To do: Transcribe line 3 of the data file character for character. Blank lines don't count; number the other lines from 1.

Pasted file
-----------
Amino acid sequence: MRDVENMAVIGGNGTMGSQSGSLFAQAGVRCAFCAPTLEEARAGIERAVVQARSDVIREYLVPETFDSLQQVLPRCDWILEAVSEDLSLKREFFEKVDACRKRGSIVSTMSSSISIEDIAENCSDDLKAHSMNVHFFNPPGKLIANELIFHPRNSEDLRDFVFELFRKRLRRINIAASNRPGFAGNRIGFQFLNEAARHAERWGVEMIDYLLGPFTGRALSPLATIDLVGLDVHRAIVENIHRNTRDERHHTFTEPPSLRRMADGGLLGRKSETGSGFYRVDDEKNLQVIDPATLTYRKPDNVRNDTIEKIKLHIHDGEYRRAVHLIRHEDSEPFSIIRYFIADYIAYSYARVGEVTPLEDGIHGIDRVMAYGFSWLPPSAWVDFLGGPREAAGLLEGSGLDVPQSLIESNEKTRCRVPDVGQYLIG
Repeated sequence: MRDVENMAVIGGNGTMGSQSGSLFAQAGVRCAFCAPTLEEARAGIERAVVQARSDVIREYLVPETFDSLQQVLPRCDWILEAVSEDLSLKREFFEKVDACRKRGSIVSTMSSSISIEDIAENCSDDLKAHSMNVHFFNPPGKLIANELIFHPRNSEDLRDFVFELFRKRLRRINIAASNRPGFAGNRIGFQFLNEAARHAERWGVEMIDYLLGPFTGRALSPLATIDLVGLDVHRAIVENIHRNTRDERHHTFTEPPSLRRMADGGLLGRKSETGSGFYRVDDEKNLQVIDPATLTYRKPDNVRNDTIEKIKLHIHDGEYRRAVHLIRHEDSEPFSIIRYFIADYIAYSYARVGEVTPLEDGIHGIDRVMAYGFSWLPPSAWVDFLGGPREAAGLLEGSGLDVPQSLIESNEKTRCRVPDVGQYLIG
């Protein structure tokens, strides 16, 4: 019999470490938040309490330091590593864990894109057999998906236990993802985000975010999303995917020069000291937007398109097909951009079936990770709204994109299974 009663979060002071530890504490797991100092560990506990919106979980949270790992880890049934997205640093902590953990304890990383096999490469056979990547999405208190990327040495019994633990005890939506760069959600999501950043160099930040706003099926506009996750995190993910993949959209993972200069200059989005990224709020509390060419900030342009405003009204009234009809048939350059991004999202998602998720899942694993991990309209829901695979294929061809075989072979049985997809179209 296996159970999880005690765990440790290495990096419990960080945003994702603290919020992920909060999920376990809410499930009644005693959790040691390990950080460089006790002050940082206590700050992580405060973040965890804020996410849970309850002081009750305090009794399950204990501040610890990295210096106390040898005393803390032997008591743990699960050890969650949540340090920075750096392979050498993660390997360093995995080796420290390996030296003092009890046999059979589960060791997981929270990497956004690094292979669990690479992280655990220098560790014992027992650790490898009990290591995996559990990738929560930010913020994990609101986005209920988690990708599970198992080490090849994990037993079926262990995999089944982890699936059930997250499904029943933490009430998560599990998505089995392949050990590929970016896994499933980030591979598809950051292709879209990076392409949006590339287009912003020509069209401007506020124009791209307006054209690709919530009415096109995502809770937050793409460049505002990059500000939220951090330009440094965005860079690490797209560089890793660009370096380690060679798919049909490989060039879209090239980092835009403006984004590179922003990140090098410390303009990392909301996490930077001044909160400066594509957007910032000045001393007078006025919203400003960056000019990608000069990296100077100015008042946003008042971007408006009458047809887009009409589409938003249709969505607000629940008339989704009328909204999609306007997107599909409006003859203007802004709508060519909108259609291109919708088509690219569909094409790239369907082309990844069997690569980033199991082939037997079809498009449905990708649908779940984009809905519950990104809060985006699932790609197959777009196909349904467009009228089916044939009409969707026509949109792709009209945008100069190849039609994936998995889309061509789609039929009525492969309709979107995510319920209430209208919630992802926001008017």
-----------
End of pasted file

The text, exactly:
């Protein structure tokens, strides 16, 4: 019999470490938040309490330091590593864990894109057999998906236990993802985000975010999303995917020069000291937007398109097909951009079936990770709204994109299974 009663979060002071530890504490797991100092560990506990919106979980949270790992880890049934997205640093902590953990304890990383096999490469056979990547999405208190990327040495019994633990005890939506760069959600999501950043160099930040706003099926506009996750995190993910993949959209993972200069200059989005990224709020509390060419900030342009405003009204009234009809048939350059991004999202998602998720899942694993991990309209829901695979294929061809075989072979049985997809179209 296996159970999880005690765990440790290495990096419990960080945003994702603290919020992920909060999920376990809410499930009644005693959790040691390990950080460089006790002050940082206590700050992580405060973040965890804020996410849970309850002081009750305090009794399950204990501040610890990295210096106390040898005393803390032997008591743990699960050890969650949540340090920075750096392979050498993660390997360093995995080796420290390996030296003092009890046999059979589960060791997981929270990497956004690094292979669990690479992280655990220098560790014992027992650790490898009990290591995996559990990738929560930010913020994990609101986005209920988690990708599970198992080490090849994990037993079926262990995999089944982890699936059930997250499904029943933490009430998560599990998505089995392949050990590929970016896994499933980030591979598809950051292709879209990076392409949006590339287009912003020509069209401007506020124009791209307006054209690709919530009415096109995502809770937050793409460049505002990059500000939220951090330009440094965005860079690490797209560089890793660009370096380690060679798919049909490989060039879209090239980092835009403006984004590179922003990140090098410390303009990392909301996490930077001044909160400066594509957007910032000045001393007078006025919203400003960056000019990608000069990296100077100015008042946003008042971007408006009458047809887009009409589409938003249709969505607000629940008339989704009328909204999609306007997107599909409006003859203007802004709508060519909108259609291109919708088509690219569909094409790239369907082309990844069997690569980033199991082939037997079809498009449905990708649908779940984009809905519950990104809060985006699932790609197959777009196909349904467009009228089916044939009409969707026509949109792709009209945008100069190849039609994936998995889309061509789609039929009525492969309709979107995510319920209430209208919630992802926001008017």